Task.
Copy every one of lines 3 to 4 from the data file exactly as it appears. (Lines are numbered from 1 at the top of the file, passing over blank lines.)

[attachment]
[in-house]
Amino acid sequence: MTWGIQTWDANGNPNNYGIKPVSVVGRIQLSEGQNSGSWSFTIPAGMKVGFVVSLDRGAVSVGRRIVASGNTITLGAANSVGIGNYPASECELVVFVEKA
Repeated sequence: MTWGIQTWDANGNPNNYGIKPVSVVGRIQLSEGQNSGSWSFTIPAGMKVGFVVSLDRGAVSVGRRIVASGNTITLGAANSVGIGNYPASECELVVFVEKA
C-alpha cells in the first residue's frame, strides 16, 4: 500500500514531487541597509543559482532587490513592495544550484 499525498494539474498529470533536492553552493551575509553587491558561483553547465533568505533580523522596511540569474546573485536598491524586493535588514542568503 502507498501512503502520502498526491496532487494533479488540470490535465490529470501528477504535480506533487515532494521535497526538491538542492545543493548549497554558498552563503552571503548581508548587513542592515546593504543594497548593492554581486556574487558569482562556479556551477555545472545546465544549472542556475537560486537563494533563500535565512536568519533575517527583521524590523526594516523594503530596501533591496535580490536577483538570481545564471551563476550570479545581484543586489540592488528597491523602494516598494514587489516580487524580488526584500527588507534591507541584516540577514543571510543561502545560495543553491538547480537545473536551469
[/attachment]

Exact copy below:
Repeated sequence: MTWGIQTWDANGNPNNYGIKPVSVVGRIQLSEGQNSGSWSFTIPAGMKVGFVVSLDRGAVSVGRRIVASGNTITLGAANSVGIGNYPASECELVVFVEKA
C-alpha cells in the first residue's frame, strides 16, 4: 500500500514531487541597509543559482532587490513592495544550484 499525498494539474498529470533536492553552493551575509553587491558561483553547465533568505533580523522596511540569474546573485536598491524586493535588514542568503 502507498501512503502520502498526491496532487494533479488540470490535465490529470501528477504535480506533487515532494521535497526538491538542492545543493548549497554558498552563503552571503548581508548587513542592515546593504543594497548593492554581486556574487558569482562556479556551477555545472545546465544549472542556475537560486537563494533563500535565512536568519533575517527583521524590523526594516523594503530596501533591496535580490536577483538570481545564471551563476550570479545581484543586489540592488528597491523602494516598494514587489516580487524580488526584500527588507534591507541584516540577514543571510543561502545560495543553491538547480537545473536551469